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AIOUG Webinar: When 7-bit ASCII ain’t enough – about NLS, Collation, Charsets, Unicode and such with Kim Berg Hansen
29 29+00:00 July 29+00:00 2020 @ 14:00 - 15:30Free
Greetings from All India Oracle Users Group (AIOUG)! We hope everyone at your end including you are safe!
The Covid-19 makes the user group events that are physical gatherings impossible. Over the past weeks, we have been looking at our calendar of events and re-imagining them as virtual web-based events. We have decided to host virtual based sessions every Wednesday. Please mark your calendars and find more details about this week’s webinar.
Session Title: When 7-bit ASCII ain’t enough – about NLS, Collation, Charsets, Unicode and such
Session Abstract: A-Z in upper and lower case isn’t enough in a global world, you need to support all sorts of textual data. Oracle database can handle most of it, but there are pitfalls to be aware of – even using Unicode that should handle everything. Learn about NLS and collation and converting charactersets.
Session Description: How life as a DB developer would be much easier if the entire world was happy with just A-Z in upper and lower case. But the globalized world is a very diverse place with myriads of special characters and modifiers, different alphabets, writing directions, sorting and comparison rules, and many ways to encode these characters. So, your database and application absolutely need to know about these things and handle them correctly, or you’ll find your app displaying garbage or worse, storing garbage.
Oracle database offers many NLS (National Language Support) settings to handle such globalization on database, instance and session/client level. NLS functions are available in the SQL language to handle specific cases with code when the session settings aren’t granular enough. In Oracle 12.2 was added Collation support, where you specify right down on column level how this column should sort and compare values. You have choices whether to store everything with database characterset UTF8 or stick to a single-byte characterset – in both cases be aware of how conversion takes place if the client is not using the database characterset.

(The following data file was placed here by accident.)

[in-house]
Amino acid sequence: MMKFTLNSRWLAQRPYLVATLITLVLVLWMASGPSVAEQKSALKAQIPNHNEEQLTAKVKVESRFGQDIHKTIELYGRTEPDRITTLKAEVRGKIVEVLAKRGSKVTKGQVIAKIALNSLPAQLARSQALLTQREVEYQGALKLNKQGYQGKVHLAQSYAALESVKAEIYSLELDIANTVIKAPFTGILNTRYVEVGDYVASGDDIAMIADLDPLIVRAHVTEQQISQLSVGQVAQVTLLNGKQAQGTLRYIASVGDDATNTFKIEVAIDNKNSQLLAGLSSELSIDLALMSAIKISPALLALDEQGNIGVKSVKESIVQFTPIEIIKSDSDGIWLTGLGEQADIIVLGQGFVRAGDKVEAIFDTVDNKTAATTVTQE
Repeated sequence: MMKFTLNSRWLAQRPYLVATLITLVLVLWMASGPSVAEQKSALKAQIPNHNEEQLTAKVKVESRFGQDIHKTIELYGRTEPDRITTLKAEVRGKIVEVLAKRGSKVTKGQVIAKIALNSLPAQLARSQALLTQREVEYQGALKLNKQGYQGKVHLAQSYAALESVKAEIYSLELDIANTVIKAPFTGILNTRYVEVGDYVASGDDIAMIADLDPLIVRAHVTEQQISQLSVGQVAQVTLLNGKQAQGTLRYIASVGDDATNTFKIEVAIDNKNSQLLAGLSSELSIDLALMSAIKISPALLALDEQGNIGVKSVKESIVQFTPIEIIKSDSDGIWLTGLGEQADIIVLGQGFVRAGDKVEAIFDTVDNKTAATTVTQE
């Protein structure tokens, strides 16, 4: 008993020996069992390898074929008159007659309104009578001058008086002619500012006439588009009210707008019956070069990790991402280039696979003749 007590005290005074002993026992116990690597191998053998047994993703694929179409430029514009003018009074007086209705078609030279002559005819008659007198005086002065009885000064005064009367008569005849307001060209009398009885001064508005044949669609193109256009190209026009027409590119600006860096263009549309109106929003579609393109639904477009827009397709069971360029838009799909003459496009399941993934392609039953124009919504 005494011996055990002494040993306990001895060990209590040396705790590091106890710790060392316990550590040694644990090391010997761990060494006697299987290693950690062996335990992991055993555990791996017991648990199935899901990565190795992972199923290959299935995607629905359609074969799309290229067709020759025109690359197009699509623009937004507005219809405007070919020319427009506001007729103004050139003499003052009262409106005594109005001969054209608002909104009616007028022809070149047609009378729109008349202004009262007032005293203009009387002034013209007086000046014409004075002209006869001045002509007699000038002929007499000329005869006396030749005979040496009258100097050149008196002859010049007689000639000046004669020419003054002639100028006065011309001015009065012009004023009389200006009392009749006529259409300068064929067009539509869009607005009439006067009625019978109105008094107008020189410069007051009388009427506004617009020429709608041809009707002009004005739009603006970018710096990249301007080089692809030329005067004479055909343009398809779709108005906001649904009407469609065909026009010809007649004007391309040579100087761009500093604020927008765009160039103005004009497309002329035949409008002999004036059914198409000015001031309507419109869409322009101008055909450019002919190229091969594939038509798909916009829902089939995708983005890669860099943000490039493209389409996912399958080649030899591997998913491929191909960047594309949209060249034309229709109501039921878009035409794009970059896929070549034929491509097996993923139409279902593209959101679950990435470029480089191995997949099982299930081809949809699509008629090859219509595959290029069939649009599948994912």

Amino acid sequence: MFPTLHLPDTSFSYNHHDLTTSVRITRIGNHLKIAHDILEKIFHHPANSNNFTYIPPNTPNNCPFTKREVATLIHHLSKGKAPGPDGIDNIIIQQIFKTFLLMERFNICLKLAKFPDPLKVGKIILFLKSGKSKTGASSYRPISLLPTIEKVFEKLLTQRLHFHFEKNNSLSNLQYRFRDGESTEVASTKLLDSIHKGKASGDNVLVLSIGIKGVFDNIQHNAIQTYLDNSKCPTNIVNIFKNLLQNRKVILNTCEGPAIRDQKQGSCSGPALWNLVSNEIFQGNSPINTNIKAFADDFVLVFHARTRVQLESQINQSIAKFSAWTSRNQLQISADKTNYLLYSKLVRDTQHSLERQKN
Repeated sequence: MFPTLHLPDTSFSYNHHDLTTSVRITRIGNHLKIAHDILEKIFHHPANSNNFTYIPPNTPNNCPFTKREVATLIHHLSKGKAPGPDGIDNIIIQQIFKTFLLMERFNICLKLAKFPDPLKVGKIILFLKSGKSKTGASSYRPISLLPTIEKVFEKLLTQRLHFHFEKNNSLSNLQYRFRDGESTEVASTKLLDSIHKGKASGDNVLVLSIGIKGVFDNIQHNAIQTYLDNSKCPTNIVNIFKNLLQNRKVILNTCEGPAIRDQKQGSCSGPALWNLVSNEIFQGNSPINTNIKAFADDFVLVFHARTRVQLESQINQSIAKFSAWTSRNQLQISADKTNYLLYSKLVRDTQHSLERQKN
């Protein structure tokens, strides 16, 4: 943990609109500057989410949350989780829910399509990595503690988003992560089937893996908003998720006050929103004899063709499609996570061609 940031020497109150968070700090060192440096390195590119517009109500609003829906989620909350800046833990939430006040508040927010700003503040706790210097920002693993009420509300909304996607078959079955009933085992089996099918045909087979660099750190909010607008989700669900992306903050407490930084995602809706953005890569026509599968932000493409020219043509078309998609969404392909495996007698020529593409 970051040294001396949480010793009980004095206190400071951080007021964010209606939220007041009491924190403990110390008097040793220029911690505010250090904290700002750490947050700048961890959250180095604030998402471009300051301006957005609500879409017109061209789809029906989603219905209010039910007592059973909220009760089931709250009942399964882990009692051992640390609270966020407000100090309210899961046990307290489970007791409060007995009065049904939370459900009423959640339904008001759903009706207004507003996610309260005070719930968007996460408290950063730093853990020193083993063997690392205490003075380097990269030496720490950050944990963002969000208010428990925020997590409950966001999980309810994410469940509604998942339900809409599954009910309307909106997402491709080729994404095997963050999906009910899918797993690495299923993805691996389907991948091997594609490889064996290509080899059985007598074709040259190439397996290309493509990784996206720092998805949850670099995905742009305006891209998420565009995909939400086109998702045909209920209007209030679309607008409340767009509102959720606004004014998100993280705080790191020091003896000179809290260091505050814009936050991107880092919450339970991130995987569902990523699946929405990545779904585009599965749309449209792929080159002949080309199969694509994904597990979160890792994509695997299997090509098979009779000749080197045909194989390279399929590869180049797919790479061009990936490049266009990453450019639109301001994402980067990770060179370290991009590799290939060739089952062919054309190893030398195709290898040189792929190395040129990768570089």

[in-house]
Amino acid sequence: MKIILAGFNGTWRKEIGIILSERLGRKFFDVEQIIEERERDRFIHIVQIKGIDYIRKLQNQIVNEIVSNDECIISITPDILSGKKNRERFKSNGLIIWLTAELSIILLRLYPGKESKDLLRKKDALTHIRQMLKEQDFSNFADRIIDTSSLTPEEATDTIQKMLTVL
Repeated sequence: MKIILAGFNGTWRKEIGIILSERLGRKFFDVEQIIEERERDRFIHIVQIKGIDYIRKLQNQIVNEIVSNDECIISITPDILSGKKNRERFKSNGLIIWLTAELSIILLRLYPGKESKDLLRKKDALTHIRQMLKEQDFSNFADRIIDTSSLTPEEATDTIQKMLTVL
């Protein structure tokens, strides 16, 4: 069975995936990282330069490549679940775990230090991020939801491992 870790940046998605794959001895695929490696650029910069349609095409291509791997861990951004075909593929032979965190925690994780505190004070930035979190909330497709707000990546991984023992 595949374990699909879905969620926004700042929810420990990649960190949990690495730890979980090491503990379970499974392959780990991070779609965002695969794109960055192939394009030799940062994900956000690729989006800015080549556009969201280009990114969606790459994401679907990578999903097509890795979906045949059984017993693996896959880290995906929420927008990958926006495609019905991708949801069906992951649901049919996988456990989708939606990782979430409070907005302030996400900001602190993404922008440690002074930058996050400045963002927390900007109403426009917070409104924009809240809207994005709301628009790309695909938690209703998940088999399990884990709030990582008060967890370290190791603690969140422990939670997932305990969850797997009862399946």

This presentation discusses many of the issues involved and ways to use NLS and Collation to avoid them. Pitfalls will be shown, where you can get mangled (or even invalid) data stored if you are not careful.
Kim Berg Hansen is a database developer from Middelfart in Denmark. Originally wanting to work with electronics, he almost coincidentally tried computer programming and discovered where his talent lay, as the programs he did worked well be unlike the electronics projects he soldered that often failed. After that experience he progressed from Commodore Basic on VIC-20 over Modula-2 and C at Odense University to Oracle SQL and PL/SQL, which last two languages he now has worked with extensively since the year 2000. His professional passion is to work with data inside the database utilizing the SQL language to the fullest to achieve the best application experience for the users.
Kim shares his experience and knowledge by writing the “Practical Oracle SQL” book, blogging, presenting at various Oracle User Group conferences, and being the SQL quizmaster at the Oracle Dev Gym. His motivation is when peers go “now I understand” after his explanations, or when end users “can’t live without” his application coding. He is certified Oracle OCE in SQL as well as awarded Oracle ACE Director. Outside the coding world, Kim is married, loves to cook, and is a card-carrying member of the Danish Beer Enthusiasts association.
Date: 29th July 2020
Time: 2:00 – 3:30 pm IST
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